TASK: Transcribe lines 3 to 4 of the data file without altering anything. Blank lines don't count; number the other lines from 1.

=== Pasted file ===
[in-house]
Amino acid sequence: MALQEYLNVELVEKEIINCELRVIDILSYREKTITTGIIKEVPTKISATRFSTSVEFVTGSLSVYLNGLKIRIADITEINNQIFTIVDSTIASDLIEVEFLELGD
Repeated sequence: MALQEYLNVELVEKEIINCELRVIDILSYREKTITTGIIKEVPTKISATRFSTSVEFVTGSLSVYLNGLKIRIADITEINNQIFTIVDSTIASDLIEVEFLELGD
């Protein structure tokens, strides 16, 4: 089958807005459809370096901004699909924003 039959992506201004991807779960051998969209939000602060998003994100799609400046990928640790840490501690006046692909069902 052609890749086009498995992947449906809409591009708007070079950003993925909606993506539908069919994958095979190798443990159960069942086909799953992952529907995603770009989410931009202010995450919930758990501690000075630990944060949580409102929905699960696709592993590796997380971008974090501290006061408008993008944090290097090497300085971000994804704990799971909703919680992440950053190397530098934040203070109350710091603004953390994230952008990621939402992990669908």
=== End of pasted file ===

Repeated sequence: MALQEYLNVELVEKEIINCELRVIDILSYREKTITTGIIKEVPTKISATRFSTSVEFVTGSLSVYLNGLKIRIADITEINNQIFTIVDSTIASDLIEVEFLELGD
């Protein structure tokens, strides 16, 4: 089958807005459809370096901004699909924003 039959992506201004991807779960051998969209939000602060998003994100799609400046990928640790840490501690006046692909069902 052609890749086009498995992947449906809409591009708007070079950003993925909606993506539908069919994958095979190798443990159960069942086909799953992952529907995603770009989410931009202010995450919930758990501690000075630990944060949580409102929905699960696709592993590796997380971008974090501290006061408008993008944090290097090497300085971000994804704990799971909703919680992440950053190397530098934040203070109350710091603004953390994230952008990621939402992990669908």